ANN ARBOR - With one week to go before The Game, the University of Michigan still had a game left to play yesterday against Wisconsin.
And while early on it didn't look like it was going to be any game at all, the 12th-ranked Wolverines ultimately needed to find their A-game defensively to survive with a 21-14 victory before 110,412 at Michigan Stadium.
“It's a good win, but there are certainly some things we have to get shored up here quickly,” said Michigan coach Lloyd Carr, who was asked how much time he had before looking to Ohio State. “Not much!”
Michigan (9-2, 6-1 Big Ten) grabbed a 14-0 lead just 4:19 into the game, watched the resilient, hard-luck Badgers tie it by halftime, then needed perhaps its best drive of the season to set up Saturday's showdown in Columbus.
The UM defense yielded 195 rushing yards but just 60 through the air to the Badgers, who fell to 6-6, 1-6 after a 5-0 overall start.
“My hat's off to Wisconsin,” Carr said. “They got down 14-0 in the first five minutes and found a way to fight back. It was a great football game. Defensively, it was as good an effort as we've had all year.”
Offensively, UM junior tailback Chris Perry delivered a career-best 175-yard rushing effort on a career-high 27 attempts. Included was an 11-yard, first-quarter touchdown run and a 43-yarder to the Badger 19 in the final minute to ice things for Michigan, which topped the Badgers 352-255 in total offense.
The game was ultimately decided by the Wolverines' monster 16-play, 78-yard drive in the third quarter which took 8:43 off the clock and put UM ahead to stay on an eight-yard TD pass from quarterback John Navarre to wideout Braylon Edwards.
Edwards caught the ball over the middle, then dragged Badger safety Ryan Aiello the final three yards before stretching over the goal line with the ball in his right hand with 2:15 left in the third quarter.
The Michigan defense forced Wisconsin punts on its next three drives, then saw Badger quarterback Brooks Bollinger's final three pass attempts of the day fall incomplete on the last possession.
From the UM 31, Bollinger found Jonathan Orr in the left corner of the end zone behind Markus Curry, but the ball slipped through a falling Orr's hands. A fourth-down pass eluded Darrin Charles with 1:29 to play.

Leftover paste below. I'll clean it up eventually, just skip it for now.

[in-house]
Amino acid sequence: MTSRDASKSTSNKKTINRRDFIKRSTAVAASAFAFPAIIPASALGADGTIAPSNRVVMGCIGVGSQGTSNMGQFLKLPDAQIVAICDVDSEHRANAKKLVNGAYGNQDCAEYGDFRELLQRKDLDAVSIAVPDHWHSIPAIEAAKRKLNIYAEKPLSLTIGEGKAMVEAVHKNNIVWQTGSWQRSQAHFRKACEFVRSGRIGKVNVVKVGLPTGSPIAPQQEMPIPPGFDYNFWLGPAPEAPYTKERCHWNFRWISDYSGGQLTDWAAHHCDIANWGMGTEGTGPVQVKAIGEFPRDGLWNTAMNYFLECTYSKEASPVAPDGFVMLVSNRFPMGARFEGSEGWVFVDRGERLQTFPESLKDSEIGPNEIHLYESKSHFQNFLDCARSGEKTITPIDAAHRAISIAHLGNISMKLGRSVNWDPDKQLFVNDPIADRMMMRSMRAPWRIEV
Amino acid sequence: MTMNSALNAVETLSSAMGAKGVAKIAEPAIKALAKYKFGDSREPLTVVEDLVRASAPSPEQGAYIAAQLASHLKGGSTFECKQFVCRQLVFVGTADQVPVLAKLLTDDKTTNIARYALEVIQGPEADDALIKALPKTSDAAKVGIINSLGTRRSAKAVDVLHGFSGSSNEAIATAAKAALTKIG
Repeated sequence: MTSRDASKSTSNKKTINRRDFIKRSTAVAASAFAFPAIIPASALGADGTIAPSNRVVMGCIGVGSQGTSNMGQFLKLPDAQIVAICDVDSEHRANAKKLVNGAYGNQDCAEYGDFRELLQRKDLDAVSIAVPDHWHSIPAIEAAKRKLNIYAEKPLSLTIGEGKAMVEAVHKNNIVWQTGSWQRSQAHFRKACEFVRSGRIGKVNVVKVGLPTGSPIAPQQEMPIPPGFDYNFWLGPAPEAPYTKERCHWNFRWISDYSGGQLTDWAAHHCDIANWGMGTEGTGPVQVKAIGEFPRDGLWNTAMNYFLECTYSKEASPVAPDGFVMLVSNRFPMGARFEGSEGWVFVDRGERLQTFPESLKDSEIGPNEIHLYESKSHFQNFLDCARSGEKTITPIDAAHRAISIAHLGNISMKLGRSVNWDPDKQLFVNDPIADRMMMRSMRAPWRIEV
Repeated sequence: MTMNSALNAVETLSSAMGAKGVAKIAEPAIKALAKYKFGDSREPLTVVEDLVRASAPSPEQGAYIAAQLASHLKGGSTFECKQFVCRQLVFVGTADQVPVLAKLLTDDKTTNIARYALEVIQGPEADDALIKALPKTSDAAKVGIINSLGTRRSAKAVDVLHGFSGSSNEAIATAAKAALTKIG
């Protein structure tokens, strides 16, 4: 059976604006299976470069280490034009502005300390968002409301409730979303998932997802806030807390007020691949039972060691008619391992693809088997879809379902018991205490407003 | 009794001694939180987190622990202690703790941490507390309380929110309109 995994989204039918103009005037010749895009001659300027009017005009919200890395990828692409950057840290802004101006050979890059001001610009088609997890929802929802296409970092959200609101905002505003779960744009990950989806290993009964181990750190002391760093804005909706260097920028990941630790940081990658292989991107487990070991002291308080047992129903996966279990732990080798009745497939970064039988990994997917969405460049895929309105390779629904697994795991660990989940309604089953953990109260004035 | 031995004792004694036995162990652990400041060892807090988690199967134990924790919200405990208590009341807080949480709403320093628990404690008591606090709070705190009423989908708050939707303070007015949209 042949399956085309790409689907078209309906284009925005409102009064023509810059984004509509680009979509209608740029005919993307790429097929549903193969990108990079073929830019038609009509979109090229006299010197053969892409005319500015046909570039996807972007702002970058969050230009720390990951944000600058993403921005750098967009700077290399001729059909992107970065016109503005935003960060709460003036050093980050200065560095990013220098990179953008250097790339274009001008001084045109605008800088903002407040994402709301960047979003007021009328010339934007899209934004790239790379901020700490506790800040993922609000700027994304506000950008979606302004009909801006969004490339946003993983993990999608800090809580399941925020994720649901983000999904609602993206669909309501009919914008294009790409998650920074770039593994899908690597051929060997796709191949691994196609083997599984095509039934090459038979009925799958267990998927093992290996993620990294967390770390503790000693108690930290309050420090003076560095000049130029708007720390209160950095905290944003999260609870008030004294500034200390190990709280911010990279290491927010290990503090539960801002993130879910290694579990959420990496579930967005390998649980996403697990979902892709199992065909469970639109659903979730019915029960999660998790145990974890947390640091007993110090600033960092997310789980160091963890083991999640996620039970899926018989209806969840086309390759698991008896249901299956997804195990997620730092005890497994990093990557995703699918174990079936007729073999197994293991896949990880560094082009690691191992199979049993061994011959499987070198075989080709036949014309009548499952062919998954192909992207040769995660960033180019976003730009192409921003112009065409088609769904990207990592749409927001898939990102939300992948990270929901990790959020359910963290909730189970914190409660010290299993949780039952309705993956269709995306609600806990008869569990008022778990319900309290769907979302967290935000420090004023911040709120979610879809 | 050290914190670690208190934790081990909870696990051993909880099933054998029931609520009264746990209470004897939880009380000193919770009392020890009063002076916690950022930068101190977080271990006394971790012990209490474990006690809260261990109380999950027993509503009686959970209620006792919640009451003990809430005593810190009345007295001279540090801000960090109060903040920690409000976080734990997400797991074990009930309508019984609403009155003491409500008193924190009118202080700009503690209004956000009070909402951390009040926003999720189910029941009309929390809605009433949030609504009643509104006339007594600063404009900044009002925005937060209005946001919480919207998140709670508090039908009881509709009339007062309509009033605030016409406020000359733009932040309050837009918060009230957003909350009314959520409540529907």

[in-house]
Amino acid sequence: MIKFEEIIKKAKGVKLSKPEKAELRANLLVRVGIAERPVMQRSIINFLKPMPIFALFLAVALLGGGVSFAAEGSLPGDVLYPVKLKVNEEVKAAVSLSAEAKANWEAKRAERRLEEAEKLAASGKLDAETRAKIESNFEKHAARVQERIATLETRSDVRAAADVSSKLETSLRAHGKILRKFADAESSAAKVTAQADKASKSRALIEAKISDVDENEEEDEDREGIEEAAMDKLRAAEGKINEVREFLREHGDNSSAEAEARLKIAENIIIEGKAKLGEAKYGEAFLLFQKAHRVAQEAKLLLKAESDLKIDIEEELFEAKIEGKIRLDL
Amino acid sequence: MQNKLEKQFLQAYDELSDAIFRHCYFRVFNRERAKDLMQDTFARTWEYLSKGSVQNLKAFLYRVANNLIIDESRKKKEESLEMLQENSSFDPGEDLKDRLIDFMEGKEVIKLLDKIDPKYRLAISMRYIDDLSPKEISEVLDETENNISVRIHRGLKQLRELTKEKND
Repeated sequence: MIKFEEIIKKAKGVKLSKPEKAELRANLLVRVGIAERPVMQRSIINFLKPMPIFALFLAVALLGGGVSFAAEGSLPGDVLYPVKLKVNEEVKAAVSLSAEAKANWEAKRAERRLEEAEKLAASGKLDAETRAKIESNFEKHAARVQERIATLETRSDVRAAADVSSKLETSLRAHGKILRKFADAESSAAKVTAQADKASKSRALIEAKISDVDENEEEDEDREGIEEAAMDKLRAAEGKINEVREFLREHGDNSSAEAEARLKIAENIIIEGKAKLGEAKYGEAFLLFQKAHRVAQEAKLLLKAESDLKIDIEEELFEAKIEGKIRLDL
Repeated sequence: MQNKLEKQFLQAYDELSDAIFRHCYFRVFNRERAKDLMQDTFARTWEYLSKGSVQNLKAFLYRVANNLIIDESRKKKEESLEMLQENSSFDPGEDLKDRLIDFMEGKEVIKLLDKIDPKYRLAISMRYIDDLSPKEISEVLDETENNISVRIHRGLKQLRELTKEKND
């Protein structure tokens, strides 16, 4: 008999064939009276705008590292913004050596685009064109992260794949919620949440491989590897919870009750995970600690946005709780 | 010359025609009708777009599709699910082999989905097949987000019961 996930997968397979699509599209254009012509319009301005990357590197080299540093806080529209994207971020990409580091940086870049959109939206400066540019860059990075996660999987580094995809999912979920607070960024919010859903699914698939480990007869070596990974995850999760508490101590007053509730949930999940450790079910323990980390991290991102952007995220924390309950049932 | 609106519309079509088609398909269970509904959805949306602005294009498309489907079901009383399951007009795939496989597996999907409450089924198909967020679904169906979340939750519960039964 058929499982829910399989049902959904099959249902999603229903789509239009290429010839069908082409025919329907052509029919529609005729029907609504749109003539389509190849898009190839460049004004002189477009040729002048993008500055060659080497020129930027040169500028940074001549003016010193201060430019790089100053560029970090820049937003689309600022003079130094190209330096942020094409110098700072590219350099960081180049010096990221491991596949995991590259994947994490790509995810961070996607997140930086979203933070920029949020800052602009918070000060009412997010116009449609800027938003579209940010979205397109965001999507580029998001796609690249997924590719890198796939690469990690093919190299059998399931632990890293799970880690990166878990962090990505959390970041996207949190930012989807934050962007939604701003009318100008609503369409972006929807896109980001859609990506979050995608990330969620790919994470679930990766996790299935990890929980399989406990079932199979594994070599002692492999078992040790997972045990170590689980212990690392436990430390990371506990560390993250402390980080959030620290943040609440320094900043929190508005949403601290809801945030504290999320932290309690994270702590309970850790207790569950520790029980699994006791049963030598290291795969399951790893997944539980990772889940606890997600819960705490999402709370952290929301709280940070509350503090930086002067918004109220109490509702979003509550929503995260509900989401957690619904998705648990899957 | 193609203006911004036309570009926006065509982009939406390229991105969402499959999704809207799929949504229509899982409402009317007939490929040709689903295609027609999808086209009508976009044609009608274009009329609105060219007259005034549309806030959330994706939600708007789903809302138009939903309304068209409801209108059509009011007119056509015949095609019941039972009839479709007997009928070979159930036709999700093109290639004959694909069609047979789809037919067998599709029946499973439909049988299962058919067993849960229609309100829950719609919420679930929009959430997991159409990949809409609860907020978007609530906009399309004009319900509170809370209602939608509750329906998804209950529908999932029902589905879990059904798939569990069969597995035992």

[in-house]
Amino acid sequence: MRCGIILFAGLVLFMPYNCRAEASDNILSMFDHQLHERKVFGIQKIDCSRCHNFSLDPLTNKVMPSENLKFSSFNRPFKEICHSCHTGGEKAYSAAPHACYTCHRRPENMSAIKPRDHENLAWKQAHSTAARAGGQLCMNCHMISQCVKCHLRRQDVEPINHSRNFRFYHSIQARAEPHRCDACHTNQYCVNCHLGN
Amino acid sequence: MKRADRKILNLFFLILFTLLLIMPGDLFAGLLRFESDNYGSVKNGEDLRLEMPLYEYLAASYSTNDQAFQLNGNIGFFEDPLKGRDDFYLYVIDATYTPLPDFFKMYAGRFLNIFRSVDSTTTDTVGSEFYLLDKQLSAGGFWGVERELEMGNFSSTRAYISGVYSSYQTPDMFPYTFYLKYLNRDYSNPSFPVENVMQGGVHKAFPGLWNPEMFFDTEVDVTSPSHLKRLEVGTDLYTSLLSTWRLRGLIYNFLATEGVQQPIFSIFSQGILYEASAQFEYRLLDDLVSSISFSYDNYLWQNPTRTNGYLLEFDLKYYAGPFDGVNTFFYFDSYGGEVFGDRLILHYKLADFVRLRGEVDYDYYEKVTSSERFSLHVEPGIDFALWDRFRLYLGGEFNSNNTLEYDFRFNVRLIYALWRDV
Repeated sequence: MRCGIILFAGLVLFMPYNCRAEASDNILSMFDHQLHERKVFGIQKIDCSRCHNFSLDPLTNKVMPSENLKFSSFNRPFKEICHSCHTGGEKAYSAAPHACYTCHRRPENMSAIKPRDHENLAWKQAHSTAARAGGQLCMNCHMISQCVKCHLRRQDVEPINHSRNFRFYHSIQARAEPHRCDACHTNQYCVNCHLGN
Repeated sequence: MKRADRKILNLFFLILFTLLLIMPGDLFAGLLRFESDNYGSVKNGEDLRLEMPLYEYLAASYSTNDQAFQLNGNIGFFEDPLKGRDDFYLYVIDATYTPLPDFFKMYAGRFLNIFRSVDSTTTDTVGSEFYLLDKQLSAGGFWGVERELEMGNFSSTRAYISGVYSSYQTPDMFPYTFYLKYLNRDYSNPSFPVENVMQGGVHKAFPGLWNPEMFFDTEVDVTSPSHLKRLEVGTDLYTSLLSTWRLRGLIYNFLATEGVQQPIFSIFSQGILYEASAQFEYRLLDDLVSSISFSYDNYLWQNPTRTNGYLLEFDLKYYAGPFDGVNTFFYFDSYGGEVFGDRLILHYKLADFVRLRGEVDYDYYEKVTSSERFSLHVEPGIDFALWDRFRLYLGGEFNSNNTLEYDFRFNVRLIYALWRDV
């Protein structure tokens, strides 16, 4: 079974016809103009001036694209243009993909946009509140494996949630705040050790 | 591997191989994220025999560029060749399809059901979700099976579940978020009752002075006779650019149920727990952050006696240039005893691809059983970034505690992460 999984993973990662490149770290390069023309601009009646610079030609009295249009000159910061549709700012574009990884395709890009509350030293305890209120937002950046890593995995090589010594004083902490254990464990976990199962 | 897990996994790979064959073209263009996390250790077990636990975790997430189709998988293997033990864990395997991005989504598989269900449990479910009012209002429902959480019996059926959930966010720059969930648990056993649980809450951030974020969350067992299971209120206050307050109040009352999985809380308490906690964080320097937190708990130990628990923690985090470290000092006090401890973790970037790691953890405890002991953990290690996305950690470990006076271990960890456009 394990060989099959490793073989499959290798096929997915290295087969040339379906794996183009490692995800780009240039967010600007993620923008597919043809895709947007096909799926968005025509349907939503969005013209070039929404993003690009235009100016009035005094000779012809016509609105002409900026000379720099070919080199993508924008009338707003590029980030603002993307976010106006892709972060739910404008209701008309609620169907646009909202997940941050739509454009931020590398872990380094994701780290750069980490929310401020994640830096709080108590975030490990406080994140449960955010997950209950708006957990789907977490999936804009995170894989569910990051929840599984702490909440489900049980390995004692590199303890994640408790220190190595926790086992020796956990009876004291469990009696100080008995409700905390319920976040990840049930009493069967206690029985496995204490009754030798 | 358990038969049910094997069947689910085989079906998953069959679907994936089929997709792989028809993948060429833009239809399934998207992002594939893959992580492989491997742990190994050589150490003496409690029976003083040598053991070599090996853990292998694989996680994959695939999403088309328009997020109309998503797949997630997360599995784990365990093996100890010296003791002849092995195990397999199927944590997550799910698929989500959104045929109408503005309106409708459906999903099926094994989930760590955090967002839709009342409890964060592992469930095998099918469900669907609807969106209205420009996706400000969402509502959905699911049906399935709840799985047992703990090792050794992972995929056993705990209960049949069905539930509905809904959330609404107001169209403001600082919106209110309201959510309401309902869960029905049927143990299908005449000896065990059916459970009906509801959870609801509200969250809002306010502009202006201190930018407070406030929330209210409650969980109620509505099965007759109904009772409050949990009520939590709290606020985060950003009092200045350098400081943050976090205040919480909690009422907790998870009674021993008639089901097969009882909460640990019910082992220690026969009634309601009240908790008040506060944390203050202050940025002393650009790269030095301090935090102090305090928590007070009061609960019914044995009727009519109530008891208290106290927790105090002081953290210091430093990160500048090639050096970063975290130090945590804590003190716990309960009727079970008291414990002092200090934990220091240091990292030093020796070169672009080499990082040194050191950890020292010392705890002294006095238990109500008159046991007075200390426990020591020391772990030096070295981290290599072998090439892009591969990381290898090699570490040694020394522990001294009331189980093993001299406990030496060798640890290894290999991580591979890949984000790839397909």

Michigan needed just five plays plus a five-yard Badger penalty to move 75 yards and score on its first drive of the game.
Perry broke a 28-yarder on a cutback run to his left, and B.J. Askew's impressive, 27-yard TD burst was topped off by his dive inside the left cone 2:46 into the game.
Badger tailback Anthony Davis ended with a solid game, gaining 154 yards on 26 carries, including a two-yard TD run to tie the game 4:31 before halftime. But his first attempt of the day proved costly.
Davis fumbled on a hit from Michigan cornerback Marlin Jackson, and senior linebacker Victor Hobson recovered at the Badger 19.
Perry scored three plays later to put UM ahead by 14.
“We dug a hole for ourselves in the first quarter,” Badgers coach Barry Alvarez said. “We could have just rolled over, but I thought my kids really competed and showed resilience. We had our chances in the game.”
The game's momentum turned in Wisconsin's favor with 1:27 left in the first quarter when Jim Leonhard fielded a 30-yard Adam Finley punt in stride toward the right sideline, cut left at the Michigan 25, and continued on for a 39-yard punt-return TD.
“We've been really close to breaking one all year and we finally got one,” Leonhard said. “It gave us a big boost that we really needed at the time. We just couldn't come through at the end.”
Michigan's next two possessions ended on turnovers, with Askew fumbling on a 19-yard pass play and Navarre being intercepted by LaMarr Watkins.
“They made adjustments and we fumbled and threw an interception,” Navarre said of Wisconsin's comeback. “That stalled us. That was a swing in the game, and they're going to feed off that momentum. They're a good ballclub.”
The Badgers actually could have led at the break, but Mike Allen missed on a chip-shot 26-yard field goal attempt 9:03 before halftime, and Bollinger's desperation pass on the final first-half play found the hands of wideout Orr in the end zone, only to be jarred loose by UM safety Ernest Shazor.
“We had our hands on the ball in the end zone at least three different times and didn't come up with the play,” Alvarez said. “When you want to upset a good football team, you need to make some of those plays.”